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Theresa Hak Kyung Cha (1951-82): a portrait in fragments

I really struggled with Theresa Hak Kyung Cha’s book Dictée when I read it a few years ago. But I’m not one to give up easily, and I’m hoping that this upcoming exhibition will provide another way in to this multi-faceted artist.

Theresa Hak Kyung Cha (1951-82): a portrait in fragments

24 Sep – 26 Oct 2013 @KCCUK
PV: 24 Sept 2013 18:00-20:30 (performance of participating artists will be included.)

Theresa Hak Kyung Cha poster

Works and Notes by Theresa Hak Kyung Cha
Contributory commissions by: Ruth Barker, Sujin Lee, Jefford Horrigan and Bada Song

‘A Portrait in Fragments’ is an open-ended study of works by one of the most significant Korean multimedia artists, Theresa Hak Kyung Cha. During the 70s Cha studied in California, but in 1982 Cha’s life was cruelly cut short, when she was brutally murdered in New York, aged just 31, leaving much of her work and thesis unfinished, except for highly respected novel ‘Dictee’, first published by Tanam Press, New York, 1982.

In co-operation with the BAM / Pacific Film archive at Berkeley University a number of her film pieces, film scripts and synopses as well as thoughts from her notebooks, journals and photographic contact sheets will serve to present a fragmented image of a complex identity which informed Theresa Cha’s work.

Cha’s work solicits questions around performance and film, but also charts a rich autobiographical heritage of being both Korean and Westernized. In keeping with the often ephemeral nature of her work contemporary artists Ruth Barker, Sujin Lee, Jefford Horrigan and Bada Song have been asked to contribute ‘work-stations’ in response to the material of Theresa Cha, piecing together the fascinating and fragmentary archive the artist left behind.

The corollary is that many questions and thoughts have remained unfinished and open to interpretation with regards to Cha’s works in the critical sphere. Whilst some posthumous exhibitions have attempted to allocate Cha a place within the feminist (‘Difference’ New Museum, New York, 1985, ‘Fais un effort pour te souvenir. Ou, a defaut, invente, Betonsalon, Paris 2013) as well as the post- structural film discourse (Thomas Crow, Barbara Gladstone Gallery 2012), this exhibition ‘ A Portrait in Fragments’ will do neither – it will simply posit new thoughts through other work, to understand the work of an artist whose practice continues to feel relevant both to international art as well as to the understanding of a (Korean) conceptual language.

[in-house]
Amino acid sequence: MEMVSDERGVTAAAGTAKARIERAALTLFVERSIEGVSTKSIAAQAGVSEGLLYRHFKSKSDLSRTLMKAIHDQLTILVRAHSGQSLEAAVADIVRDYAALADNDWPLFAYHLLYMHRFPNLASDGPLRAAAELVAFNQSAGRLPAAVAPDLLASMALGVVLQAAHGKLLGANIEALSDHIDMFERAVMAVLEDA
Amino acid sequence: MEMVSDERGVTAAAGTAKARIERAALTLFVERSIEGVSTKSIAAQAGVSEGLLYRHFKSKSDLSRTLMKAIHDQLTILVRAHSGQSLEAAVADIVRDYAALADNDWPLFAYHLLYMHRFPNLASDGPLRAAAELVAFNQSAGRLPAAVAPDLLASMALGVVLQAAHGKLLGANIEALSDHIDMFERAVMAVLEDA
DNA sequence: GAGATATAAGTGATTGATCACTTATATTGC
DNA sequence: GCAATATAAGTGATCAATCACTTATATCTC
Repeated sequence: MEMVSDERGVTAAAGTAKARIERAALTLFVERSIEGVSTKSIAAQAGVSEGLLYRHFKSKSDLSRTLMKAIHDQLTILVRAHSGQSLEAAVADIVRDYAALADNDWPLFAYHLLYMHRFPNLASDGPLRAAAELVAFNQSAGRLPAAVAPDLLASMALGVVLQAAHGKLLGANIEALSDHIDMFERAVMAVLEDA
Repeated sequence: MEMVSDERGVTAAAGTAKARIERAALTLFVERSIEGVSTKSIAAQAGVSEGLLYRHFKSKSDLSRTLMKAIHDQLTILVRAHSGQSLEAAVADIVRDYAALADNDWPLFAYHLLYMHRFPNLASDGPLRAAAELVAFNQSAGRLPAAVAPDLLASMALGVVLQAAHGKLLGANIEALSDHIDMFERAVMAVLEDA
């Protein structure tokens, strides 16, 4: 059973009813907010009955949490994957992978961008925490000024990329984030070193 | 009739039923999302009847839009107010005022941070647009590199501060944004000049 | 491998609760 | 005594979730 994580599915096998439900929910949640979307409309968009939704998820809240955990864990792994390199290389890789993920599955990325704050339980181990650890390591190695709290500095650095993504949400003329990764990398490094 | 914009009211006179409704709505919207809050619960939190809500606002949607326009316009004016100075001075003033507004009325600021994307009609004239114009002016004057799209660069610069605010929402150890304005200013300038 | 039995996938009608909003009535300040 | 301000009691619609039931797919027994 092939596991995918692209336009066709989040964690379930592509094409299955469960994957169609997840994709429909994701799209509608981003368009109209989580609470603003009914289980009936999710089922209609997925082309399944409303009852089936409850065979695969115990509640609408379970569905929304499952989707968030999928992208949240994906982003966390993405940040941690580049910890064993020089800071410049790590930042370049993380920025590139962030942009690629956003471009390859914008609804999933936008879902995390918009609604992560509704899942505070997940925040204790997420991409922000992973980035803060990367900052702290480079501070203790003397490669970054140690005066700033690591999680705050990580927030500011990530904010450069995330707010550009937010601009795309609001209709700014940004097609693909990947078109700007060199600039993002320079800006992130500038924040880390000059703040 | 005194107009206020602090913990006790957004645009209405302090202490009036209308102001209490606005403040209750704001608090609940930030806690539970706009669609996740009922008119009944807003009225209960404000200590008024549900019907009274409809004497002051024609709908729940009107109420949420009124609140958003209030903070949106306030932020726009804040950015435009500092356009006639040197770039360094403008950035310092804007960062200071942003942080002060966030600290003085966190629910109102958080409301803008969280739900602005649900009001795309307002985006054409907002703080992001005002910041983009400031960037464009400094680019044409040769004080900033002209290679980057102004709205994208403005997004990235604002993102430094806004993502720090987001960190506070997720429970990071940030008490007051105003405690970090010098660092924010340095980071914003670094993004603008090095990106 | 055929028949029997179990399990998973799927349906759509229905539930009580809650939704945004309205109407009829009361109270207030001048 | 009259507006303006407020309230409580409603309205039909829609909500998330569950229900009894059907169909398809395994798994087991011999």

Theresa Cha’s work throughout charts the pain of unresolved injustice experienced by her mother who was displaced to Manchuria China, the fight against the Japanese grip on Korea and her own detachment from being a US citizen. Her work alludes to exile and the displacement of her parents. There is too a pervading sense in her work that Korea itself becomes an allegory of the violated and beatified woman.

‘A Portrait in Fragments’ provides a rare chance to approach the work of a crucial artist in contemporary art history, and will enrapture anyone with interests in contemporary art history, Korean culture, the dialectic between East and West, and Feminism.

The exhibition is realised in co-operation with the Berkeley Art Museum, Pacific Film Archive (BAM/PFA), the KCC London and the ICA London.

The exhibition is curated by Bea de Sousa (The Agency Gallery) as part of the KCCUK ‘Curatorial Open Call 2013’.

This exhibition is curated by Bea du Souza, as one of the two exhibitions selected as part of the KCCUK’s inaugural 2013 Open Call for Curatorial Proposals.

Theresa Cha, born 1951 in Busan, Korea went into exile to the US with her parents aged 12 and went on to study Fine Art at Berkeley University with an intermittent study trip to France for eight months. She was highly influenced by French Film theory but also formatively experienced the student movements against the Vietnam War first hand in the West Coast intellectual scene. These influences are apparent in her multi-disciplinary work. The second prevalent aspect in her practice is the Korean collective trauma of invasions by China and Japan, which resulted in the exodus of many Koreans particularly to the US.

Ruth Barker is a performance artist who works with literary text and incantation as well as designed costumes. She recently performed at the Camden Arts Centre.

Sujin Lee was born in Korea and lives and works in New York. Her performance and video practice is directly concerned with the research in to the Theresa Cha archive.

Jefford Horrigan is a performance artist. He has performed a./o at Tate Live, SLG and international venues.

Bada Song was born in Seoul Korea before coming to the UK 10 years ago. Her work departs from performance and is multidisciplinary. She was the 2nd prizewinner of the Jerwood Drawing Prize 2012.

Thanks to: Stephanie Cannizzo, Berkeley Art Museum BAM/PFA, the KCC UK and Sacha Priewe, The Korea Foundation Gallery, British Museum for the support of Bada Song’s work and Juliette Desgorgues, ICA London.

Image: ‘Aveugle Voix’, Theresa Hak Kyung Cha, 1975
Silver gelatin print, 6.75 x 9.5 inches. Courtesy Theresa Cha foundation, Berkeley Art Museum/Pacific Film Archive.

(automatically generated) Read LKL’s review of this event here.

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